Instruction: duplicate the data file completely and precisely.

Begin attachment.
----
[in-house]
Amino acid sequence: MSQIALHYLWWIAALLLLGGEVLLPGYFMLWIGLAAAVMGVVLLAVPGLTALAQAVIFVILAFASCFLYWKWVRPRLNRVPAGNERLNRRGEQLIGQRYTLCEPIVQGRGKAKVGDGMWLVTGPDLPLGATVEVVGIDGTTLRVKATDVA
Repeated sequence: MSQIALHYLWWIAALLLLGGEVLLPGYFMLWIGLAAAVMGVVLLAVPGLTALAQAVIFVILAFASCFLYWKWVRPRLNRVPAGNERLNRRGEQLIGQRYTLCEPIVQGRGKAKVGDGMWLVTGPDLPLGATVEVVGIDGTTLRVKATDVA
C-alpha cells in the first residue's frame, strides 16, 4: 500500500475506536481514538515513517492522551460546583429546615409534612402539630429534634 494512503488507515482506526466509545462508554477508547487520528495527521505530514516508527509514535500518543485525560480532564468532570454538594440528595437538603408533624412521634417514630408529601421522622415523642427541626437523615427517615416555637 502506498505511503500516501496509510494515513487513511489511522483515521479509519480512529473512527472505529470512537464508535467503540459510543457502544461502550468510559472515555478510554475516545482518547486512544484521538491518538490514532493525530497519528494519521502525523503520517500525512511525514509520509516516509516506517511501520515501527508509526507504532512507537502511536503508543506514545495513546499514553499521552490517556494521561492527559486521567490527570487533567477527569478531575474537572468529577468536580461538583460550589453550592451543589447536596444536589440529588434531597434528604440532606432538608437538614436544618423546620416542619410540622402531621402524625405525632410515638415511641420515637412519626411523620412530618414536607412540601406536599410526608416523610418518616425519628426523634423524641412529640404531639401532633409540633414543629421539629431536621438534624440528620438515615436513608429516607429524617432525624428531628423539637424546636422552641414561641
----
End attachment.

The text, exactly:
[in-house]
Amino acid sequence: MSQIALHYLWWIAALLLLGGEVLLPGYFMLWIGLAAAVMGVVLLAVPGLTALAQAVIFVILAFASCFLYWKWVRPRLNRVPAGNERLNRRGEQLIGQRYTLCEPIVQGRGKAKVGDGMWLVTGPDLPLGATVEVVGIDGTTLRVKATDVA
Repeated sequence: MSQIALHYLWWIAALLLLGGEVLLPGYFMLWIGLAAAVMGVVLLAVPGLTALAQAVIFVILAFASCFLYWKWVRPRLNRVPAGNERLNRRGEQLIGQRYTLCEPIVQGRGKAKVGDGMWLVTGPDLPLGATVEVVGIDGTTLRVKATDVA
C-alpha cells in the first residue's frame, strides 16, 4: 500500500475506536481514538515513517492522551460546583429546615409534612402539630429534634 494512503488507515482506526466509545462508554477508547487520528495527521505530514516508527509514535500518543485525560480532564468532570454538594440528595437538603408533624412521634417514630408529601421522622415523642427541626437523615427517615416555637 502506498505511503500516501496509510494515513487513511489511522483515521479509519480512529473512527472505529470512537464508535467503540459510543457502544461502550468510559472515555478510554475516545482518547486512544484521538491518538490514532493525530497519528494519521502525523503520517500525512511525514509520509516516509516506517511501520515501527508509526507504532512507537502511536503508543506514545495513546499514553499521552490517556494521561492527559486521567490527570487533567477527569478531575474537572468529577468536580461538583460550589453550592451543589447536596444536589440529588434531597434528604440532606432538608437538614436544618423546620416542619410540622402531621402524625405525632410515638415511641420515637412519626411523620412530618414536607412540601406536599410526608416523610418518616425519628426523634423524641412529640404531639401532633409540633414543629421539629431536621438534624440528620438515615436513608429516607429524617432525624428531628423539637424546636422552641414561641